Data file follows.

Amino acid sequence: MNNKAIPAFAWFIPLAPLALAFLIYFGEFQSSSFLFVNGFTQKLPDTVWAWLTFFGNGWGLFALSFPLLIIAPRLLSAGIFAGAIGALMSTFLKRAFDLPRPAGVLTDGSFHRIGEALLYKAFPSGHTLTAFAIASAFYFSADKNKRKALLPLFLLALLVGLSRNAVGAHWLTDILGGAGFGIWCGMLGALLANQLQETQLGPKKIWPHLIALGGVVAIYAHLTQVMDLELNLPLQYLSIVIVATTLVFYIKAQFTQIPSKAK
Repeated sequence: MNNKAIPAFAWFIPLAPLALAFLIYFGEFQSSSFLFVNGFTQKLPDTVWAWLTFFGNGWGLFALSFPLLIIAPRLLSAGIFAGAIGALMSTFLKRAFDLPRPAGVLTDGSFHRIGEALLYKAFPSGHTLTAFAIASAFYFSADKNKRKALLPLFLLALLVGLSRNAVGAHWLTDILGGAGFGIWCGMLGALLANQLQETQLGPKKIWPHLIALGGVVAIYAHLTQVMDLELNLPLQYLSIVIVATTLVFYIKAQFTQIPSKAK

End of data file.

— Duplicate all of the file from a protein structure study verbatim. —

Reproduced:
Amino acid sequence: MNNKAIPAFAWFIPLAPLALAFLIYFGEFQSSSFLFVNGFTQKLPDTVWAWLTFFGNGWGLFALSFPLLIIAPRLLSAGIFAGAIGALMSTFLKRAFDLPRPAGVLTDGSFHRIGEALLYKAFPSGHTLTAFAIASAFYFSADKNKRKALLPLFLLALLVGLSRNAVGAHWLTDILGGAGFGIWCGMLGALLANQLQETQLGPKKIWPHLIALGGVVAIYAHLTQVMDLELNLPLQYLSIVIVATTLVFYIKAQFTQIPSKAK
Repeated sequence: MNNKAIPAFAWFIPLAPLALAFLIYFGEFQSSSFLFVNGFTQKLPDTVWAWLTFFGNGWGLFALSFPLLIIAPRLLSAGIFAGAIGALMSTFLKRAFDLPRPAGVLTDGSFHRIGEALLYKAFPSGHTLTAFAIASAFYFSADKNKRKALLPLFLLALLVGLSRNAVGAHWLTDILGGAGFGIWCGMLGALLANQLQETQLGPKKIWPHLIALGGVVAIYAHLTQVMDLELNLPLQYLSIVIVATTLVFYIKAQFTQIPSKAK